- Associated Press - Monday, September 21, 2015

AUSTIN, Texas (AP) - A new treatment-based initiative designed to supervise violent sex offenders after they complete their prison sentences faces growing legal questions, including whether offenders placed in the old civil commitment program can be forced to join the new one.

A judge in Montgomery County last week refused to order five convicted sex offenders into the new program, the Houston Chronicle (https://bit.ly/1Fb2gfM ) reported - a decision that, if not overturned, may mean Texas will have to offer two separate treatment programs.

“They have created problems that no other system has had to deal with,” said Melissa Hamilton, a visiting scholar at the University of Houston Law Center. “They are in uncharted territory, legally and ethically.”

Texas is one of 20 states with laws that keep repeat sex offenders who are likely to reoffend under supervision for treatment after their prison terms are complete. Courts have ruled that such programs are legal only if offenders are able to graduate from treatment and eventually reintegrate into society.

The Legislature overhauled Texas’ civil commitment program this year in the wake of a series of stories by the newspaper, which revealed questions about its constitutionality, including the fact that none of the more than 350 men in the program had been released in its 16-year history. Nearly half had been sent back to prison for violating program rules and the rest have been kept in halfway houses, jails, a boarding house and at least one in a state-supported living center.

There are also seven federal lawsuits challenging the constitutionality of the civil commitment program pending.

Attorneys say those lawsuits have prompted some in Texas’ old program to question or refuse to sign the waivers to voluntarily transfer into the new program, fearing doing so may invalidate their pending suits or limit their rights. Eighty-five of the men signed the waivers, but 97 others did not. The result was a stream of hearings in the Montgomery County courtroom where the men originally were ordered into the civil commitment program. Most were ordered into the new program.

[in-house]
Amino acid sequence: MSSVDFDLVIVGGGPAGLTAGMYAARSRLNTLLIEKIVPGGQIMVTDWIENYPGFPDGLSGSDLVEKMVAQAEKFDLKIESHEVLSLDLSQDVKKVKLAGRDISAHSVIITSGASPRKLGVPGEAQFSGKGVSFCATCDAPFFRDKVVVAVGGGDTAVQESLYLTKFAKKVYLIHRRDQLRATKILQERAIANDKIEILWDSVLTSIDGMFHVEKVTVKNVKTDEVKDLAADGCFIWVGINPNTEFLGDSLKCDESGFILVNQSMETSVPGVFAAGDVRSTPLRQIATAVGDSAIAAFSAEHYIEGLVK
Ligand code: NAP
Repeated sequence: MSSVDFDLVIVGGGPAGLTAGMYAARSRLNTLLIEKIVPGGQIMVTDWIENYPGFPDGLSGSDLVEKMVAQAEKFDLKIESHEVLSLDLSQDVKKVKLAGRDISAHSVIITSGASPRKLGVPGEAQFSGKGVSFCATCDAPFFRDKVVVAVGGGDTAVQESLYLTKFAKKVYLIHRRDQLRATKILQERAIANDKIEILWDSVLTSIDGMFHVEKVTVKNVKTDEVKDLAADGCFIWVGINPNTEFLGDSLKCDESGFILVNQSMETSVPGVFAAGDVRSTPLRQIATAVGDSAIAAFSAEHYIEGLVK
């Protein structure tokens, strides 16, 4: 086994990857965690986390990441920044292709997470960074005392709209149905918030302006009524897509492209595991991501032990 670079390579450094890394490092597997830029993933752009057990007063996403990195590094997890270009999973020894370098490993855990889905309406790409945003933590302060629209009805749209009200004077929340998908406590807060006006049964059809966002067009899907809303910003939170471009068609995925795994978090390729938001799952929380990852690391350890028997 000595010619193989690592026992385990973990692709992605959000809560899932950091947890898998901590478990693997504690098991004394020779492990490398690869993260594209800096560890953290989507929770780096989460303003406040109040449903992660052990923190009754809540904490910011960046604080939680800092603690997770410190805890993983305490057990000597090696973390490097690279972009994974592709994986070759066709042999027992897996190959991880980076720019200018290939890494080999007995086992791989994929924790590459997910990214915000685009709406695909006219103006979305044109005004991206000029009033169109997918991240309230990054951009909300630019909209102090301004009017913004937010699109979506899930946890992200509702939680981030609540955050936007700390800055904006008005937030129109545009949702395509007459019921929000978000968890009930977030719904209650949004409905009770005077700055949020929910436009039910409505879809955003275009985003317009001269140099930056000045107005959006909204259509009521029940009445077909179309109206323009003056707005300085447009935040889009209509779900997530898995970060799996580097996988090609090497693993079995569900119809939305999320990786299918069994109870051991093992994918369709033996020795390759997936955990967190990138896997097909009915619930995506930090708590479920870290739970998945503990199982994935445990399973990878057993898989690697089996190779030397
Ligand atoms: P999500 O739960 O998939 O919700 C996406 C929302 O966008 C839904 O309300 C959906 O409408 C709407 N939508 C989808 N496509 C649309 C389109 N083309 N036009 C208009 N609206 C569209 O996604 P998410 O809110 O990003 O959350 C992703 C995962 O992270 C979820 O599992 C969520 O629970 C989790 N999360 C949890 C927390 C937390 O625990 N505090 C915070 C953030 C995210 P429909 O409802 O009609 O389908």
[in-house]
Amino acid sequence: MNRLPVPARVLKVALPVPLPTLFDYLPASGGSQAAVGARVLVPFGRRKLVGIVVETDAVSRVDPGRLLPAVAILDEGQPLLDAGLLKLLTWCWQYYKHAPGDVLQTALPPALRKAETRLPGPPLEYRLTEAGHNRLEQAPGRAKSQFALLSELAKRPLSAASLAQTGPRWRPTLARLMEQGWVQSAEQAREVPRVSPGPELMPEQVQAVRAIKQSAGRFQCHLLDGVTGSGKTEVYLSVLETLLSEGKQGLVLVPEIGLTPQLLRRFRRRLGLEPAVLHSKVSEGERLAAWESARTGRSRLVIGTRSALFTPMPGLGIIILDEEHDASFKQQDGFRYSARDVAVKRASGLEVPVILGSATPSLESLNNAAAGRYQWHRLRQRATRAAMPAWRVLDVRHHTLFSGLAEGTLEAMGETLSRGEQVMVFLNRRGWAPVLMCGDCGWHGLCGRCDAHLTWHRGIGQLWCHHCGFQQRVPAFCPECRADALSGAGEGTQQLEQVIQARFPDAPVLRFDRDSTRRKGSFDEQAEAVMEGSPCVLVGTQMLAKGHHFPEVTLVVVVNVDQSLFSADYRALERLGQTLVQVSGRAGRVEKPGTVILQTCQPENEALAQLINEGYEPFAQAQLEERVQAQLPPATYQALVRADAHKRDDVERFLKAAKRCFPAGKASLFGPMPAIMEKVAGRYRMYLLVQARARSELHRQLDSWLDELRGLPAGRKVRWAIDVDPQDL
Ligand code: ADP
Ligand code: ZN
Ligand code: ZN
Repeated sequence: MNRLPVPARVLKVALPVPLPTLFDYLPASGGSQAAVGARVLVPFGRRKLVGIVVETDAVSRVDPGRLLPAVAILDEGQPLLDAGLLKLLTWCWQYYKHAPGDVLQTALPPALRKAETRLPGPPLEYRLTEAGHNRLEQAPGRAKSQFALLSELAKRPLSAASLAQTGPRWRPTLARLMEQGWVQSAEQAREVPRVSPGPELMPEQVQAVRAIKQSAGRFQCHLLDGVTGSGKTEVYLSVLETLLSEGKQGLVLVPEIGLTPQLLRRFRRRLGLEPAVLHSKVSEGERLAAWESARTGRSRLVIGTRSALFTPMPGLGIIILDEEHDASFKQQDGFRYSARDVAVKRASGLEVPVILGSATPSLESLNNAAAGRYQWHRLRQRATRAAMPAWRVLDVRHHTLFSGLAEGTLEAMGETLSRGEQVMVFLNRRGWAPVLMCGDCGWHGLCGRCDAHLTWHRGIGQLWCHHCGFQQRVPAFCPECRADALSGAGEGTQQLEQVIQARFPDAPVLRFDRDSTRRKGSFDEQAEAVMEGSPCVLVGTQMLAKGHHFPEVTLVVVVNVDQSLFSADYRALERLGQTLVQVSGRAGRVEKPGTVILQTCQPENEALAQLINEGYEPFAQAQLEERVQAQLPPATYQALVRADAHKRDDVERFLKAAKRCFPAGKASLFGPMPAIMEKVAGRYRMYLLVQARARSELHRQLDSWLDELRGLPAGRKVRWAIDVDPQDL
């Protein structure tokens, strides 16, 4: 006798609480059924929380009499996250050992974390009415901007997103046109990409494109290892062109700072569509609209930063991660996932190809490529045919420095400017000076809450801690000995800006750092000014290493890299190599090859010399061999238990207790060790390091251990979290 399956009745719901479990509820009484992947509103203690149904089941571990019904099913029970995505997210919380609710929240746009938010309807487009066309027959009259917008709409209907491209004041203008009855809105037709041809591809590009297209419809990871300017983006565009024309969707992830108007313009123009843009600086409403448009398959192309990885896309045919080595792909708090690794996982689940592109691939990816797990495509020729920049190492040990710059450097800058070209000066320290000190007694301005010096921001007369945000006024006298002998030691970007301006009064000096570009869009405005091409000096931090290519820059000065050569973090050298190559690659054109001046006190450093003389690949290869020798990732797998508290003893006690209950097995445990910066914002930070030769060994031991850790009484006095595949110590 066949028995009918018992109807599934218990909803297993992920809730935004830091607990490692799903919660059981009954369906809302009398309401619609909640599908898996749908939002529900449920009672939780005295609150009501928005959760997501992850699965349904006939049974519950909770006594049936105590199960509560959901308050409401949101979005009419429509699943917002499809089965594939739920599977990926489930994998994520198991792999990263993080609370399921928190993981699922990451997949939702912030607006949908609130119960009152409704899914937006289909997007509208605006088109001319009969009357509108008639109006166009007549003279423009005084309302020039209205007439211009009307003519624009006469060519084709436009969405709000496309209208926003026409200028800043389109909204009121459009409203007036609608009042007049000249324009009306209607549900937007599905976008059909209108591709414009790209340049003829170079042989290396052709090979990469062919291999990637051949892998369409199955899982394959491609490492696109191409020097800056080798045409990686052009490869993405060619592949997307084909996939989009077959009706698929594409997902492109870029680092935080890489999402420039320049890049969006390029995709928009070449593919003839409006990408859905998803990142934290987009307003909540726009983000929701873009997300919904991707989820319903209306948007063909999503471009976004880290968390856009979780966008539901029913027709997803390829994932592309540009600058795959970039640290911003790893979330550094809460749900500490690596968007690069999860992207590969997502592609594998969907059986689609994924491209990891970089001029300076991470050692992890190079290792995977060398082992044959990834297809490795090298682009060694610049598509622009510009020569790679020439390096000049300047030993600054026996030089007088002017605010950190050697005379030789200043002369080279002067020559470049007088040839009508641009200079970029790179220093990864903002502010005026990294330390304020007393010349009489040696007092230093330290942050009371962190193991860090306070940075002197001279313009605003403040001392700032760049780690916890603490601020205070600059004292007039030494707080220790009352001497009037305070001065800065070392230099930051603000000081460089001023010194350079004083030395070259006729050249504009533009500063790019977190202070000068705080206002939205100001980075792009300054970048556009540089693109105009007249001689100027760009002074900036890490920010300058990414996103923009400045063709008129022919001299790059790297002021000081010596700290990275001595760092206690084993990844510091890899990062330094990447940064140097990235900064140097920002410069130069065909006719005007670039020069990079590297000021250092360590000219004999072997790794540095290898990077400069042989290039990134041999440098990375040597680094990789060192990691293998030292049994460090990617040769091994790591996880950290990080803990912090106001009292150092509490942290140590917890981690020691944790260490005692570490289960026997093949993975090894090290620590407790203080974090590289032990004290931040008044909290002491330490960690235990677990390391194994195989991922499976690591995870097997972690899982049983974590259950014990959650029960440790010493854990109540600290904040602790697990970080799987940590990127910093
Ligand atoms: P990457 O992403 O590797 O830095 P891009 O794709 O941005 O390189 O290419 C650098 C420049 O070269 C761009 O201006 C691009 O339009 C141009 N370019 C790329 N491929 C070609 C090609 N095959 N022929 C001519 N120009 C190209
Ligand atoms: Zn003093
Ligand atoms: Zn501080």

Under the new program, offenders receive initial treatment in a confined facility, and then are given more freedom to work and shop in the outside world. Upon graduation, the men would be allowed to live in a community under supervision.

The new program is headquartered at a repurposed private prison in the remote West Texas town of Littlefield. Since Sept. 1, the state has moved 174 offenders there from halfway houses around the state, officials said.

Prosecutors insist the state can change the conditions of civil commitment at any time, though an attorney who represents some of the men challenging the transfers argues that nothing requires his clients to participate in the new program.

State Sen. John Whitmire, a Democrat from Houston who was the architect of the law reforming the civil commitment program, said he thinks an opinion from the Texas attorney general may be needed to resolve the issues.


Information from: Houston Chronicle, https://www.houstonchronicle.com

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